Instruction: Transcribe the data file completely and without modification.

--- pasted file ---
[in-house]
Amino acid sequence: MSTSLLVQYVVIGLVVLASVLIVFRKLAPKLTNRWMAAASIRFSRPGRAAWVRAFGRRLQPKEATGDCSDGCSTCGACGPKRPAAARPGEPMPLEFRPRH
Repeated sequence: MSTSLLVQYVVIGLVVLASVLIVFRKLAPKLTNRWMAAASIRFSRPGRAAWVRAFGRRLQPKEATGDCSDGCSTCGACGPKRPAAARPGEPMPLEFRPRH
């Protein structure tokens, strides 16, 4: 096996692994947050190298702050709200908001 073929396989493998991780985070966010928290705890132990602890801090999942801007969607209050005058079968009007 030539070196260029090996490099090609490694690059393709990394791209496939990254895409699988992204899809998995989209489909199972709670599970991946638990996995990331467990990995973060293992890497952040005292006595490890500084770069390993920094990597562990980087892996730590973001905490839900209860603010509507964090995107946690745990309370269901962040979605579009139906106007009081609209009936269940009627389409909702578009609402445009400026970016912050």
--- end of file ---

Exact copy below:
[in-house]
Amino acid sequence: MSTSLLVQYVVIGLVVLASVLIVFRKLAPKLTNRWMAAASIRFSRPGRAAWVRAFGRRLQPKEATGDCSDGCSTCGACGPKRPAAARPGEPMPLEFRPRH
Repeated sequence: MSTSLLVQYVVIGLVVLASVLIVFRKLAPKLTNRWMAAASIRFSRPGRAAWVRAFGRRLQPKEATGDCSDGCSTCGACGPKRPAAARPGEPMPLEFRPRH
């Protein structure tokens, strides 16, 4: 096996692994947050190298702050709200908001 073929396989493998991780985070966010928290705890132990602890801090999942801007969607209050005058079968009007 030539070196260029090996490099090609490694690059393709990394791209496939990254895409699988992204899809998995989209489909199972709670599970991946638990996995990331467990990995973060293992890497952040005292006595490890500084770069390993920094990597562990980087892996730590973001905490839900209860603010509507964090995107946690745990309370269901962040979605579009139906106007009081609209009936269940009627389409909702578009609402445009400026970016912050």